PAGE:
The similarity to a laptop keyboard may make it easier to switch back and forth between a desktop Mac and a portable, but this is not a laptop keyboard. There’s no fn key. The keyboard doesn’t bend and buckle as you type. Though the keys require less pressure than on the Tactile Pro and StudioBoard, they’re comfortably stiffer than on a laptop. This, along with the more spacious layout, makes the iceKey less tiring to type on than a laptop because you don’t have to worry about accidentally pressing keys. The keys also feel more springy and solid than on a laptop. They press down squarely even if you hit them off-center, and my finger never catches the corner of an adjacent key on the way up, as sometimes happens on my iBook.

Never having been a fan of laptop keyboards, I didn’t expect to like the iceKey—yet I do. After several months of use, I now prefer it to my trusty MicroConnectors keyboard. I like the look, the price, the action, and the quiet. This is my new favorite keyboard.

Reader Comments (7)

Tony Belding · June 23, 2005 - 18:22 EST #1
I love the Icekey too, I love the feel of the keys. I would describe it as low-effort, yet precise.

One peculiarity is worth mentioning. . . All the keys have the same contour or profile, regardless of what row they're on. This means if you want a Dvorak keyboard, you can easily swap the key caps around and convert the Icekey into one. With many (I would say most) other keyboards that isn't practical.
iGreg · May 12, 2006 - 12:16 EST #2
I like newer and cheaper "ikey Slim" by Macally even more. All the extra Apple keys for sound and eject work without extra driver. I had to install macally driver to get the iceKey buttons to all work (which interfered with Sleep and prevented computer from rebooting into Single-User mode).
tuc · November 15, 2006 - 00:02 EST #3
What do you think of the Kensington SlimType keyboard? It also uses scissor switches.
iGreg · November 15, 2006 - 13:24 EST #4
First let me change my opinion on the iKey Slim, it is not as good as its big brother, the iceKey. Many of the keys on the iKey Slim have gotten mushy as the months go by. I have switched to the Kensingtion Slim Type Keyboard. All the sound and eject buttons work without additional driver on OS 10.4.8. Key feel is close to the iceKey in snappyness. One little wierd thing,there are two Control keys on the left side of the keyboard, I have tried to find out why and couldn't get an answer. So, for now I am using the Kensington Slim Type keyboard.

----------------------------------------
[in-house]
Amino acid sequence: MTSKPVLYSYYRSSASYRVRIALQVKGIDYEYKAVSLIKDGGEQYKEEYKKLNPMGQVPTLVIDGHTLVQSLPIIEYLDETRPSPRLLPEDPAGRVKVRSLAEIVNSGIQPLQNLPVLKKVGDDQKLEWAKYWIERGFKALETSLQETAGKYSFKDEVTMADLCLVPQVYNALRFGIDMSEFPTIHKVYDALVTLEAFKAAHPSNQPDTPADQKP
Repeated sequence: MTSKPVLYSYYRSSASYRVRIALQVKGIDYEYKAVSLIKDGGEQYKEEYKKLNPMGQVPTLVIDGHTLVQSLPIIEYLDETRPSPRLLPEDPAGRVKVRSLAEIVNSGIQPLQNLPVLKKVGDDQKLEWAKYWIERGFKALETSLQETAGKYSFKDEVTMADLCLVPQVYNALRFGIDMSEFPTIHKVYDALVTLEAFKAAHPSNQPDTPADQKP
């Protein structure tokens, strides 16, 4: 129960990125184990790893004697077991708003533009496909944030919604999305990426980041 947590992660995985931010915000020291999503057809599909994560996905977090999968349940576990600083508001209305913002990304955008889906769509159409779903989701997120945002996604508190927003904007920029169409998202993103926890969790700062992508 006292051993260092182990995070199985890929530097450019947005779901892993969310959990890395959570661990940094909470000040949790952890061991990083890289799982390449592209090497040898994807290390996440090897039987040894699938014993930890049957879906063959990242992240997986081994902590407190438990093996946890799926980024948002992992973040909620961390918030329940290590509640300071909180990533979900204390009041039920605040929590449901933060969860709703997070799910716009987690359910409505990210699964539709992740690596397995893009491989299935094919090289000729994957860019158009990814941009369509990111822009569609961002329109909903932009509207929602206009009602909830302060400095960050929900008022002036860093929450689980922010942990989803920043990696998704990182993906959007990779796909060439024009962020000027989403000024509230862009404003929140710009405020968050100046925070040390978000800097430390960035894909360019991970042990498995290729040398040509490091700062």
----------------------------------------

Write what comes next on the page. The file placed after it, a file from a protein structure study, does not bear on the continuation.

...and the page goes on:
The iceKey by Macally is still better, but I want to use the sound and eject keys and they will NOT work without additional driver. I have found the Macally driver clunky with the sound keys losing their function for no apparant reason and will only function again if I reboot. Must be some type of conflict. So, if you do not care about the keyboard sound and eject keys then go for the iceKey, otherwise the Kensington Slim Type is close second.
andychrist · March 15, 2007 - 05:35 EST #5
Had the same problem with the Macally iceKey driver seeming to fail and loss of Volume and Eject keys. Think I found the solution:

In Library/Preferences there is file

It read Crashed, so I deleted it and upon restart the Volume and Eject keys continue to work.

Interestingly, the new .plist reads Date Modified as 01/30/07, rather than the date replaced (03/14/07). Think the earlier date was that of Security/Java update.

Anyway, hope this helps.
Terry Ryan · November 4, 2007 - 23:13 EST #6
Have downloaded driver from several sites. opening the dmg file brings up a text file with nonsense. Why?

Followed directions above. Will not work off disc with board either in spite of working ok on another mac at home.
Gregory Martinez · November 4, 2007 - 23:37 EST #7
Go to Macally site directly. Download the driver for ppc macs or Intel, depending on your machine.

BTW. The icekey drivers aren't the best drivers in the world. I recommend using the icekey without the driver, the only things not working then are the volume/eject keys...use the volume controller on the Mac by going to Sound Preferences and showing the controller in the menu,